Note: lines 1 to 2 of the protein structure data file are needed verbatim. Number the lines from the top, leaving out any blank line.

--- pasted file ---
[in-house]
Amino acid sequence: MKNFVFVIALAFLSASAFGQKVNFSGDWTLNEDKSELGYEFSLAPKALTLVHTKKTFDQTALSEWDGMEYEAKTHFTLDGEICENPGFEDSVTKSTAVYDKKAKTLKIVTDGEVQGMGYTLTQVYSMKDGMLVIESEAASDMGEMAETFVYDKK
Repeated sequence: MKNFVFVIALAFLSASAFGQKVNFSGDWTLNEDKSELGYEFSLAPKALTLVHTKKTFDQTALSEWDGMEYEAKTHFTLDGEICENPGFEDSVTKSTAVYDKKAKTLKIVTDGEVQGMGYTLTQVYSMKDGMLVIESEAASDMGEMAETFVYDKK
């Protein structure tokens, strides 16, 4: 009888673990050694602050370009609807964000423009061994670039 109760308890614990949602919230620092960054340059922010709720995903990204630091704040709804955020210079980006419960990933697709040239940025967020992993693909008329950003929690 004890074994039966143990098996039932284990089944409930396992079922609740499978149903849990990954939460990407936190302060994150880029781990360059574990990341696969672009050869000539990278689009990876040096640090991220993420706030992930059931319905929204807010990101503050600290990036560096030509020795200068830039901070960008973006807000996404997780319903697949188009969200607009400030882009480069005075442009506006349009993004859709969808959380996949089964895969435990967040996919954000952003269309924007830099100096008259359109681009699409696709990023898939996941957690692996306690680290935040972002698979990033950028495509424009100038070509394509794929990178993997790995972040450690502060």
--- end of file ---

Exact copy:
[in-house]
Amino acid sequence: MKNFVFVIALAFLSASAFGQKVNFSGDWTLNEDKSELGYEFSLAPKALTLVHTKKTFDQTALSEWDGMEYEAKTHFTLDGEICENPGFEDSVTKSTAVYDKKAKTLKIVTDGEVQGMGYTLTQVYSMKDGMLVIESEAASDMGEMAETFVYDKK